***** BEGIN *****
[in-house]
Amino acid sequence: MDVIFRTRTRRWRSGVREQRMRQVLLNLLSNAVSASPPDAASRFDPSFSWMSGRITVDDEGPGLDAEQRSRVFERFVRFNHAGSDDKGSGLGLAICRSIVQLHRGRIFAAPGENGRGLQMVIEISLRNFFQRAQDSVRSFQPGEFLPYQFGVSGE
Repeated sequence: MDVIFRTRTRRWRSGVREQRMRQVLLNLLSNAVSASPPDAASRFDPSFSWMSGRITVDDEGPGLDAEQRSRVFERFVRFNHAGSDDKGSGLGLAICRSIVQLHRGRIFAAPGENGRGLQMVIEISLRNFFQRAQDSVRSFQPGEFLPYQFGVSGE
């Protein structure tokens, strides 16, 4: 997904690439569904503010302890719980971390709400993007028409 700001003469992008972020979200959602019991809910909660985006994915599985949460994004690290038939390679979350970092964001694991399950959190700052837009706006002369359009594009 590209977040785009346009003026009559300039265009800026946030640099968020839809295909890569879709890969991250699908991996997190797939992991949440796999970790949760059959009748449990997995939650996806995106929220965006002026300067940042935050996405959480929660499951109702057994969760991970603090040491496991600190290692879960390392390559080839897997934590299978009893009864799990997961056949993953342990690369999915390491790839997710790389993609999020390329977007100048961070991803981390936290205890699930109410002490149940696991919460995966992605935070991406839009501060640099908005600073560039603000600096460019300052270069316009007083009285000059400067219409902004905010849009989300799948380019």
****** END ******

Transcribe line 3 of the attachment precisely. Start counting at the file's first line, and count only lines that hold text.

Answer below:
Repeated sequence: MDVIFRTRTRRWRSGVREQRMRQVLLNLLSNAVSASPPDAASRFDPSFSWMSGRITVDDEGPGLDAEQRSRVFERFVRFNHAGSDDKGSGLGLAICRSIVQLHRGRIFAAPGENGRGLQMVIEISLRNFFQRAQDSVRSFQPGEFLPYQFGVSGE